Sounds like one of the first reasonable applications of an RFID system. If you're looking for something, you grab a "magic wand" (RFID reader) and start waving it around. When the want gets a signal from the thing you're looking for, it beeps and lights up and you get to spend a minute or so playing "hot or cold" until you zero in on it.

        What could possibly go wrong???

      • "Apparently, it had gotten sucked into a vent somewhere, and had been sitting in a duct."

        And there's the answer right there; anything left loose on the space station WILL end up on or in an air vent.
        So just put a mesh cover over the vent s so nothing gets sucked in, and check them first when something goes missing.

        (Something loose in the ductwork might explain that mysterious noise [] they keep hearing. just a thought.)
        • "And there's the answer right there; anything left loose on the space station WILL end up on or in an air vent."

          Not always.
          There's quite a few nooks and crannies that things can get bumped into on accident. Things end up getting pushed behind bags, stuck in between the removable panel covers, etc...
          They find a few things in the vents occasionally, but not enough to believe a mod to the vent covers would be a panacea. (There actually are vent covers, which makes this story a bit surprising; things aren't s
      • Things easily get away from you in the station if they're not tethered down or put back exactly where they came from.

        They can blame it on no gravity, but we have toddlers.
      • I love seeing that there's like six different types of DUCT TAPE in that photo. And a ThinkPad. ;-)
        • The IBM A31P is currently the type of computer they use on board. They have about a dozen deployed around the station, all networked together.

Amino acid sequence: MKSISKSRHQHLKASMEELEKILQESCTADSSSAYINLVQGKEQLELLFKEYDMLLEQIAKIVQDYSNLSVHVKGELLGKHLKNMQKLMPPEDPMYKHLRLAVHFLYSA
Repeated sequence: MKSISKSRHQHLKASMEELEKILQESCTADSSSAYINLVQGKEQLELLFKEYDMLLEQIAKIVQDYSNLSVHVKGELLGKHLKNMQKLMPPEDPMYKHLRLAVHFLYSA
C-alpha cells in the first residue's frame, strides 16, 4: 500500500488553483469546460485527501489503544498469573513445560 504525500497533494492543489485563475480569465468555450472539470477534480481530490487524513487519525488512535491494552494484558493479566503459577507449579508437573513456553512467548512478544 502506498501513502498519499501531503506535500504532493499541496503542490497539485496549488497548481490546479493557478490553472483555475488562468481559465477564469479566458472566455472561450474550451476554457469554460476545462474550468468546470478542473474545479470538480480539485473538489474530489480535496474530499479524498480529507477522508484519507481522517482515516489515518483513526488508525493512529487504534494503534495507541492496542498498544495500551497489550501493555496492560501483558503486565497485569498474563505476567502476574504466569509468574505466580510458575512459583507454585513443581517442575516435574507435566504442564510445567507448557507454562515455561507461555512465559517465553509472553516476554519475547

Unfortunately, at the moment, they're still using coax cables instead of standard twisted pair cables.
          Eventually, once they certify the built-in ethernet port in the laptops, they'll upgrade to that, and stop using the 3Com PCMCIA cards & 'dongles' to connect them.

          They can use wireless, but they are still using Proxim cards and access points. Hopefully, the plan
          • Yeah, understand. I've followed some of the certification process for the Amateur Radio gear on board, and it's tough. I'm a big fan of the GE MP/A series of "handheld" radios, and always liked seeing the old girl on board before the Kenwood was certified.

            Love to talk to those guys when one of them is excited about Ham Radio - it's so cool to show a kid or family member that with 5 watts into a modest antenna, one can be talking to an astronaut during their "free time".

            Great stuff.
    • Simple. Soap on a Rope. Just string the tools up. How hard can that be?
  • And (Score:4, Interesting)

    by Konster (252488) on Monday June 05, 2006 @07:11AM (#15471341)
    It's an interesting study on things we take for granted when people are deprived of things like the sense of gravity and of place. Couple in the fact that humans are really crappy multi-taskers, and none of this surprises me. An astronaut is deprived of a great many senses, most of which need to be compensated for with conscious effort, which leaves less brain for other stuff.

    Simple tasks aren't so simple anymore when your brain is trying to compensate for input that is no longer really there. And then they have to fight off vertigo, which is hard even for people on Earth.

    All this I took for granted before a little bit of brain damage, which recoverying from is a trivial little bit of recovery over a long, long time. Sadly, I remember how easy thing were before my neurons got scrambled, everything now takes a lot of conscious effort, mostly due to the fact that I don't perceive my senses as I should, and sometimes I have to really think about things, in single file to make it through the day. Forget about making internet postings and listening to music at the same time. I cannot fathom more than one task at a time, really, when I used to be able to do many. It's constant vertigo, every second of every day, and after some months, it becomes a heavy burden.

    The point being is that their brains are more than likely scrambling to make sense out of the senseless, and leaving a screwdriver out in the void is probably pretty small taters, considering everything else.